John Cook quotes a definition of "classical", due to Ward Cheney and Will Light in the introduction to their book on approximation theory. Basically, something is "classical" if it was known when you were a student.
The problem with this definition is that it depends on the speaker, which is really not a good property for a definition!
27 March 2009
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My feeling is that "classical" is a term that is (and should be) deliberately vague. In any case, it surely depends on the field, no? In computer science, results from the 60's and 70's are "classical", whereas I don't think one would necessarily call results in number theory from the 60's and 70's "classical" (unless we are talking the 1860's or 1870's :)).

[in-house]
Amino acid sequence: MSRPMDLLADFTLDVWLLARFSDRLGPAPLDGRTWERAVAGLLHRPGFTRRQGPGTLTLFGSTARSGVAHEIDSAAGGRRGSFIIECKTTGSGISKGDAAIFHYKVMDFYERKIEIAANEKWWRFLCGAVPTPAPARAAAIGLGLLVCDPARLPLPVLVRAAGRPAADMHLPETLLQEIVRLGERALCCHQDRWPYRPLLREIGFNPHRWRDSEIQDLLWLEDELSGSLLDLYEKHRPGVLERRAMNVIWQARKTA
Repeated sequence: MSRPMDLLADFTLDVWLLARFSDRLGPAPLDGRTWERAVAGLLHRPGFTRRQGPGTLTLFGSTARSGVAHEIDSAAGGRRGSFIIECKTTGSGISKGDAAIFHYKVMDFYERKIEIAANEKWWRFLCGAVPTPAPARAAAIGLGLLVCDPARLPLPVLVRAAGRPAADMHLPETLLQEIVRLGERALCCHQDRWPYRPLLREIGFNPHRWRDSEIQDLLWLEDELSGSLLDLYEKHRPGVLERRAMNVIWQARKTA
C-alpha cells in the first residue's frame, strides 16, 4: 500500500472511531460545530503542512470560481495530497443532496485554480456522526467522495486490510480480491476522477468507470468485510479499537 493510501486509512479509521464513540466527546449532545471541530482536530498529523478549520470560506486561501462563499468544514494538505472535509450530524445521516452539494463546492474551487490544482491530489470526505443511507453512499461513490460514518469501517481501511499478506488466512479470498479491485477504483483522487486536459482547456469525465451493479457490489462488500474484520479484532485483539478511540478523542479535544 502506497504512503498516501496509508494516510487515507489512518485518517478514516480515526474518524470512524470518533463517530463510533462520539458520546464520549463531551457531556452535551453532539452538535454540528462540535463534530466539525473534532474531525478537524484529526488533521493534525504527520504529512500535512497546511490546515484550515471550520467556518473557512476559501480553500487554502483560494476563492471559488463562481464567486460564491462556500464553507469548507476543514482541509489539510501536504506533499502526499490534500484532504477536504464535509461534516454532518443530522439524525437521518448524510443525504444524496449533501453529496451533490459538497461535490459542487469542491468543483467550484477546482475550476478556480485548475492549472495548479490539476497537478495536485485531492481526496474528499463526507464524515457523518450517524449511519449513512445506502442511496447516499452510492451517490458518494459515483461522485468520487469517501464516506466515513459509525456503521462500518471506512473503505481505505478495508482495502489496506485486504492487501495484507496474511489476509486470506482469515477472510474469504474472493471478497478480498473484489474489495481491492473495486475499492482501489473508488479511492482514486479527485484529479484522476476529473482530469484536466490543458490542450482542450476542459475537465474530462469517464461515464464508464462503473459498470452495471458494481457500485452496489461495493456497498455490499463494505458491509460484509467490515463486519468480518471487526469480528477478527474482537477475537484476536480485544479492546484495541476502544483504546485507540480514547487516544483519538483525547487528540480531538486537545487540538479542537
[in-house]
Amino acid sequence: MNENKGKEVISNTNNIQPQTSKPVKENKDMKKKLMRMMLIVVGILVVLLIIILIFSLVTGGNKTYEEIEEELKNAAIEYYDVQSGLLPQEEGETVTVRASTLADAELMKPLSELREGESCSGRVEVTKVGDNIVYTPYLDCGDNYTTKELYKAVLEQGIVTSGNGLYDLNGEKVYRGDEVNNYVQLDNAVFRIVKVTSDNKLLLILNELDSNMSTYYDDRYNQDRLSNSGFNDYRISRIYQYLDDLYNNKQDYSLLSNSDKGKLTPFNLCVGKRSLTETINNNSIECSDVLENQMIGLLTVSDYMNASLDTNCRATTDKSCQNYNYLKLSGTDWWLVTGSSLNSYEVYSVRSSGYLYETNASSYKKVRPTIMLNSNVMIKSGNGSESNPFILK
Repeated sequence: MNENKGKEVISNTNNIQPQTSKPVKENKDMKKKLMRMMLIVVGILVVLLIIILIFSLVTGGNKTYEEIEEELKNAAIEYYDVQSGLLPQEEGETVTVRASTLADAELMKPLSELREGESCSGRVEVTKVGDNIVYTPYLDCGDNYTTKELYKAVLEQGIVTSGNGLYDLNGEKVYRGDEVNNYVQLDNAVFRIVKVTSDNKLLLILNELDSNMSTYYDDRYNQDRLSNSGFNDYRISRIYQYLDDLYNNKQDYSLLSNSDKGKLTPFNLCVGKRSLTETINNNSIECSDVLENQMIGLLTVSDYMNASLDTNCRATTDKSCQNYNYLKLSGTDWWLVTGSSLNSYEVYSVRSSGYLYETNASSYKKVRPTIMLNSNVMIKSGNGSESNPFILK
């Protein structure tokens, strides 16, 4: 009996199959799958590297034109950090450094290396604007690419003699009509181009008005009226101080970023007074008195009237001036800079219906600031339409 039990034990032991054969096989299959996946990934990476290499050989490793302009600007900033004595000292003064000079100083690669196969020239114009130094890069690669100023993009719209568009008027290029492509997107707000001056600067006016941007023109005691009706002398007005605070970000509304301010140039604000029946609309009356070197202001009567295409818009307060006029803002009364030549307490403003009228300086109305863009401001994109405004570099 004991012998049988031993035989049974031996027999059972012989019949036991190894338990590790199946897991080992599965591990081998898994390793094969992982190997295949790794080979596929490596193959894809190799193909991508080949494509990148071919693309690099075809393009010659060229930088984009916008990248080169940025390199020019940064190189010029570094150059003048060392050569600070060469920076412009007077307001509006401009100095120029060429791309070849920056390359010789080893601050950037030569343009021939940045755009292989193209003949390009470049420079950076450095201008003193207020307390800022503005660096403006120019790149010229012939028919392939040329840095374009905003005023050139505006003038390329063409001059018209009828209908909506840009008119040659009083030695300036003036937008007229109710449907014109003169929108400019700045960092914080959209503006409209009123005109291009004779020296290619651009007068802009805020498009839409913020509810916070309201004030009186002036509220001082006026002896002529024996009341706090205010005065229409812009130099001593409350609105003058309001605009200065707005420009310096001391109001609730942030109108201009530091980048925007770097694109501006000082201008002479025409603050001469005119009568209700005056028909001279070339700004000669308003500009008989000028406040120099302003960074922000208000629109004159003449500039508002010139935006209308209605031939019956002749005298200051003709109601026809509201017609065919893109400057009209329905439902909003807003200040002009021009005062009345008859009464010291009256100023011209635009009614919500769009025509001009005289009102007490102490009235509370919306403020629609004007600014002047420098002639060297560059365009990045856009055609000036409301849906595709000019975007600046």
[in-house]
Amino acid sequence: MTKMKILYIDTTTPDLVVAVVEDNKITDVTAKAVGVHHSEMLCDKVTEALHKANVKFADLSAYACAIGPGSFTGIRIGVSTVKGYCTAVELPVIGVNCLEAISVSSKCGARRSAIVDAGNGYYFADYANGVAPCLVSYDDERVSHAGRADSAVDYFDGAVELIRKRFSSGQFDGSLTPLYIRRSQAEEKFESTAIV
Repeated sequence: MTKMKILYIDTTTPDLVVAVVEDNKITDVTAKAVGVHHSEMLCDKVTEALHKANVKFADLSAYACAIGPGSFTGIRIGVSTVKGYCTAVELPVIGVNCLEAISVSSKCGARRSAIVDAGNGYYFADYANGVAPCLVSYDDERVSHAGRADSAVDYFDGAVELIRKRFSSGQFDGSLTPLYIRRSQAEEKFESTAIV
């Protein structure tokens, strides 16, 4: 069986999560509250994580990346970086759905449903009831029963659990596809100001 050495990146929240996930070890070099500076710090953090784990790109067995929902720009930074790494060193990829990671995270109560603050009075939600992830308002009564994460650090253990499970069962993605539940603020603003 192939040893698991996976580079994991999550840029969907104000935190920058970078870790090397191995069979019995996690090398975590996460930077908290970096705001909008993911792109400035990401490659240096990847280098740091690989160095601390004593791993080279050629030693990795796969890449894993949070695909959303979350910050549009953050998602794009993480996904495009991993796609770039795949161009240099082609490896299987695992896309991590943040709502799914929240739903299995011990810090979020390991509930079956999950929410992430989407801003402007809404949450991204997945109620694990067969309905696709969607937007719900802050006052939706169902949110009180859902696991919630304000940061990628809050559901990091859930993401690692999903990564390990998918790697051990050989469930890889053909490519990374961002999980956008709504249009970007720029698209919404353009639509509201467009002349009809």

I go with Baez, Kauffman, and that lot. "Classical" deals with Cartesian categories. Other non-Cartesian monoidal structures get lumped into "quantum".
I'd argue that that's a different word "classical" (even though it's the same sequence of letters) -- it's the "classical" of "classical physics".
But it gets used in general mathematics. Like, "classical" vs. "quantum" topology. Which has almost nothing to do with c-vs-q physics.
So you don't think the definitions of the words "I" and "my" are good?
What's wrong with depending on the speaker? It means it's not an abstract mathematical definition, but that's true of most words. For example, "interesting" is a useful word that depends very much on the speaker.
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